YouTube Testing HTML5

Google has expanded its adoption of HTML5 by releasing a beta version of YouTube using the new yet unapproved code (Feb 2010). However, the only browsers that support the code are Google’s Chrome, IE with a Chrome frame, and you guessed it if you read our earlier article, Apple’s Safari.

The opt-in page http://www.youtube.com/html5 states that these are the only browsers that support both the HTML5 video tag and the h.264 video codec. In previous posts, the h.264 codec (form of video compression) was described as an Apple codec that competed with the Flash video compressor. Before the iPhone was released, Apple worked with YouTube to convert most of their Flash videos to h.264 so the iPhone could display the videos. Today, I am sure the YouTube HTML5 beta is trying to achieve the same thing but this time for the sake of the iPad.

So, where is Adobe’s voice in all of this? Only a few weeks ago, they released an invitation to a webcast of the announcement of Creative Suite 5 (CS5). That same day, Steve Jobs and Google’s CEO Eric Schmidt were seen in a very public area having a coffee on the sidewalk of a cafe in Palo Alto. Bystanders took photos and reported hearing Jobs say “They’re going to see it all eventually so who cares how they get it.” Many suspect this was a PR stunt, but no one seems to know what for. Web content was more than likely the topic of conversation, but was it about HTML5 adoption?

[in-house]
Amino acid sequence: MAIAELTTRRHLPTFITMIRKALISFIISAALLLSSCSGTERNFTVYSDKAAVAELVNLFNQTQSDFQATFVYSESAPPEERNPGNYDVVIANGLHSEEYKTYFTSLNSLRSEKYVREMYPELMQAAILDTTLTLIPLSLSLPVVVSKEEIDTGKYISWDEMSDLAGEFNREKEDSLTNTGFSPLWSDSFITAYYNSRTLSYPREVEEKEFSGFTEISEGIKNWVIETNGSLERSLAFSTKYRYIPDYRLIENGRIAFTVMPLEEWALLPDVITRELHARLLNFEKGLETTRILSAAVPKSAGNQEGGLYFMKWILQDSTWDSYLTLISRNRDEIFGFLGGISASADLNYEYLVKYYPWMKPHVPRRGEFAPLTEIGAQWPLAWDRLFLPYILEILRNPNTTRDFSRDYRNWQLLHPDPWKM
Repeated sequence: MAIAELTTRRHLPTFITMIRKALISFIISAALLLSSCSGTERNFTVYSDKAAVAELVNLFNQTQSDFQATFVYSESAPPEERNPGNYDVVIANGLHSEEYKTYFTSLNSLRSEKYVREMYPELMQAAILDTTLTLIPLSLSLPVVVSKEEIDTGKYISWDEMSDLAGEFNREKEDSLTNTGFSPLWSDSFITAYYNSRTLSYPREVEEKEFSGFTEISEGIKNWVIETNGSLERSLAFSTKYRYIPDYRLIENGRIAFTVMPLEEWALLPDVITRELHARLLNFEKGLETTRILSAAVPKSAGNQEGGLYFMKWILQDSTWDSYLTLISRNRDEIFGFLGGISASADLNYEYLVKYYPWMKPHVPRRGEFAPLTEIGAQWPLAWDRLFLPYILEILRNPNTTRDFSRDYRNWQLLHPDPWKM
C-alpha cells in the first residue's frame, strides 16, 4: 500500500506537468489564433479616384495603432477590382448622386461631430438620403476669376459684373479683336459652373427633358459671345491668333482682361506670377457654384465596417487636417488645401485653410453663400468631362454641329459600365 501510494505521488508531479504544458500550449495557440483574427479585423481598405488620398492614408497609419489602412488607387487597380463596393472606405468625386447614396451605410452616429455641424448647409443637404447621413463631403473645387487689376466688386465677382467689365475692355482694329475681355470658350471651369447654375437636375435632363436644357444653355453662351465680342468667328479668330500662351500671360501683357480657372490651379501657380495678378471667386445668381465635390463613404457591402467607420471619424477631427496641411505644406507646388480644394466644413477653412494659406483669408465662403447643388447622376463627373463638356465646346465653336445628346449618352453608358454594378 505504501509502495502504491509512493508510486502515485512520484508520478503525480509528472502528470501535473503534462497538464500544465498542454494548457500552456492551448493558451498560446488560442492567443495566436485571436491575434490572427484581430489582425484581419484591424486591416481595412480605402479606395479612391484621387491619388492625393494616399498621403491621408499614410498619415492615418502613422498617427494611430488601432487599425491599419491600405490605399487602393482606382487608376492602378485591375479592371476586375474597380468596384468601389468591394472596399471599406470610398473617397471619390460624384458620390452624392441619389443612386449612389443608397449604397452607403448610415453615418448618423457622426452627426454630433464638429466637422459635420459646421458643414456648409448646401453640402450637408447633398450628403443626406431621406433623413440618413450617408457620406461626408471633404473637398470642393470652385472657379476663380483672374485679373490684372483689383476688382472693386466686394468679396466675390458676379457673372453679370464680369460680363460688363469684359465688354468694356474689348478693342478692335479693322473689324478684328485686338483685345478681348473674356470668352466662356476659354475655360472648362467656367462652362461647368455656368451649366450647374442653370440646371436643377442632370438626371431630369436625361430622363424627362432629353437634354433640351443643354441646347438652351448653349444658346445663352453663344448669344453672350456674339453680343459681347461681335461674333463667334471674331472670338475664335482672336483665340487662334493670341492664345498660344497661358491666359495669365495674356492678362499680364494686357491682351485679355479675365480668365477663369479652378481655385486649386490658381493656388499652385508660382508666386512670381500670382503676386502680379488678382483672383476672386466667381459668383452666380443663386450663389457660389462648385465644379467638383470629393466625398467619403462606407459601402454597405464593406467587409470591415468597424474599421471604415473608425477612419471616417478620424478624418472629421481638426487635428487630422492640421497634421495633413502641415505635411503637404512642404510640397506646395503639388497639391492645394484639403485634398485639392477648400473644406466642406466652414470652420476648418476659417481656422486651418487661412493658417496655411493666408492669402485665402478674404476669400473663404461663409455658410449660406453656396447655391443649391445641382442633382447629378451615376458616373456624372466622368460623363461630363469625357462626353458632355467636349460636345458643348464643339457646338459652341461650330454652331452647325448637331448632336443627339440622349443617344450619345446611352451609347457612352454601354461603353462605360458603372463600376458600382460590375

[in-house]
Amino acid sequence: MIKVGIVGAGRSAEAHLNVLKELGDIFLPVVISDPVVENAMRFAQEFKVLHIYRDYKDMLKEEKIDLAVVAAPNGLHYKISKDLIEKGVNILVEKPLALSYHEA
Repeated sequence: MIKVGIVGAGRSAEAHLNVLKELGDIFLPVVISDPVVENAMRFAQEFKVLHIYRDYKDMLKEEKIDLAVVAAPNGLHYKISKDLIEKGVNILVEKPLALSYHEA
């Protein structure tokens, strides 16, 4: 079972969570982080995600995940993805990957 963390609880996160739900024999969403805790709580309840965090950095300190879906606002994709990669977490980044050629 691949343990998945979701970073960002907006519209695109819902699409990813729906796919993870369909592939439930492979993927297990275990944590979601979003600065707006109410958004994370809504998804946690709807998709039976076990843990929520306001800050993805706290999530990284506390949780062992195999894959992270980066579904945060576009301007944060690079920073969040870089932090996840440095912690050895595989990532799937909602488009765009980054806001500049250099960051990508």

In the meantime, Apple is presenting a gallery of iPad friendly websites that have Flash content but use HTML5 instead of the Flash plugin to display it. Even though this was always an issue on the iPhone, it is only now that the public is really complaining about it. Designers and programmers are catching on and major tech publishers like O’Reilly are getting ready to release instructional books on the subject (June 2010).

The iPad is giving us a push to move forward with HTML5, but will Adobe respond? Designers need the tools to keep up with the challenges tech and new devices present. This includes enabling designers, Flash developers, and web developers to work together using similar tools and languages to create an experience that all end users can connect with. It isn’t Flash or the iPad that is the problem, it is the issue of downloading plugins. HTML5 will solve this, but designers need the ‘go’ signal. Hopefully, that will happen next Monday.

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